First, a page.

The UK must reassess its long-term energy plans. The demise of Toshiba’s Moorhouse nuclear project raises fundamental issues. Toshiba’s decision to liquidate its UK nuclear arm and pull out of the Moorside nuclear plant in Cumbria raises fundamental questions about UK energy policy. The Japanese conglomerate has tried its best to offload the project since Westinghouse, its US nuclear arm, went bankrupt in 2017. It was unable to find investors willing to take on the risk. The whole project is probably now doomed. That says something about the UK’s long-held ambition to build a new fleet of nuclear plants to replace capacity as ageing reactors and coal-fired power stations are decommissioned in coming years. So far the government has approached this emerging conundrum on a project-by-project basis. It has agreed to a subsidy at Hinkley Point, the most advanced of existing nuclear projects, by locking in an eye-watering electricity price of £92.50 per megawatt hour over 35 years. It has signalled that it may be willing to consider $5bn of investment at Wylfa, the other nuclear project furthest along the way, being developed by a subsidiary of Japan’s Hitachi. Rather than approaching this quandary piecemeal, the government should commission a fresh strategic review. The last one took place in 2013 when the energy landscape looked very different. To keep its place in national ambitions, nuclear power needs to come in at a lower cost and to attract investment. It should not require subsidies unavailable to rivals.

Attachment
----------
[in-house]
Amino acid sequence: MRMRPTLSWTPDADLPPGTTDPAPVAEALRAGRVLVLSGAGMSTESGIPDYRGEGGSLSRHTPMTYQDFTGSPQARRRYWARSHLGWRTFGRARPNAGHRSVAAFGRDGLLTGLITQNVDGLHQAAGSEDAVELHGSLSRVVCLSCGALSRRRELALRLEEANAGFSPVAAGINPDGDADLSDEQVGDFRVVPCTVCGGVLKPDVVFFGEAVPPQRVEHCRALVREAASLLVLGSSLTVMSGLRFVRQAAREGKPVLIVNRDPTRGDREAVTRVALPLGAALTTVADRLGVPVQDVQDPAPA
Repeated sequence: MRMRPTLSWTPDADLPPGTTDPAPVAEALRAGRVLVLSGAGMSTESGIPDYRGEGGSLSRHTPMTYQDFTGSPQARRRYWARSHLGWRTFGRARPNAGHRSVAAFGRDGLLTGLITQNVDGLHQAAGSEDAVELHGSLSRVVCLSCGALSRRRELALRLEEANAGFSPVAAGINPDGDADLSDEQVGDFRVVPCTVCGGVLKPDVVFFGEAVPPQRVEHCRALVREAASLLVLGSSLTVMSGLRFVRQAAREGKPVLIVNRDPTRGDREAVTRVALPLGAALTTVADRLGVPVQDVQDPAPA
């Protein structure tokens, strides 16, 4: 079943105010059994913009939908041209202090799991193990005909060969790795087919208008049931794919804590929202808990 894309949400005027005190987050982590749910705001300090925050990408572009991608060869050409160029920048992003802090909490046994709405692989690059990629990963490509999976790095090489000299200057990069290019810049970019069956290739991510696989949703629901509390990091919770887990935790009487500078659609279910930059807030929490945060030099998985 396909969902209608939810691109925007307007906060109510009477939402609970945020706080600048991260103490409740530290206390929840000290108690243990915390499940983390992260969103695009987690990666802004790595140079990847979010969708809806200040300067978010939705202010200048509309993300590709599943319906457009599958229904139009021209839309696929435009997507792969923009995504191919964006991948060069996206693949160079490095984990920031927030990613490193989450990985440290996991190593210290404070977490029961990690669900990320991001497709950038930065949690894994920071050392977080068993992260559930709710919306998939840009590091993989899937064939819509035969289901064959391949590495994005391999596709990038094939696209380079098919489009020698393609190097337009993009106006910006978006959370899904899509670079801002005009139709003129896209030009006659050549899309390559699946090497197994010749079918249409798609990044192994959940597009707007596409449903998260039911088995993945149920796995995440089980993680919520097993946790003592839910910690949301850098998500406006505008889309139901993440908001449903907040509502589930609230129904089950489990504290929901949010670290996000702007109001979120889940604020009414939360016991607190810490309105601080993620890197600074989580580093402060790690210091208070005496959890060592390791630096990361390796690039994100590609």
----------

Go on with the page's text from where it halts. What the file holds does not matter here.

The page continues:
FT 13th Nov 2018 read more »
Sir John Armitt – chair of the National Infrastructure Commission – interview: “We don’t have to be as dependent on a nuclear solution as maybe we thought we needed to be 10 years ago.” When it comes to energy, then we see a future of renewables. We see the need for energy efficiency, which has proven very difficult. The building stock that we have in this country – what we have today represents 80% of, probably, of what we will have in 2050. So, making our existing building stock more efficient, consuming less energy and containing energy is going to be a major challenge. The other big challenge is heat. So, how do we replace what, largely in the UK, is natural gas, what are the alternatives? Our analysis at the moment would tell us that two alternatives are hydrogen or heat pumps. Particularly, hydrogen as a technology is not sufficiently developed at the moment. So, there we are saying to the government: “Government, you’ve got to support some real research and development to see whether hydrogen first can be transported safely, can be used in homes and factories safely.” I think where I have been accused of a change of mind is on nuclear. Where, in the past, I’ve been a strong supporter of nuclear, this work that we have done in the national infrastructure assessment – and the evidence base that we have got for it – I think that we are in a different world today. We don’t have to be as dependent on a nuclear solution as maybe we thought we needed to be 10 years ago. If the evidence changes, then I’m quite happy to change my own reflection of that, my own views on that.
Carbon Brief 13th Nov 2018 read more »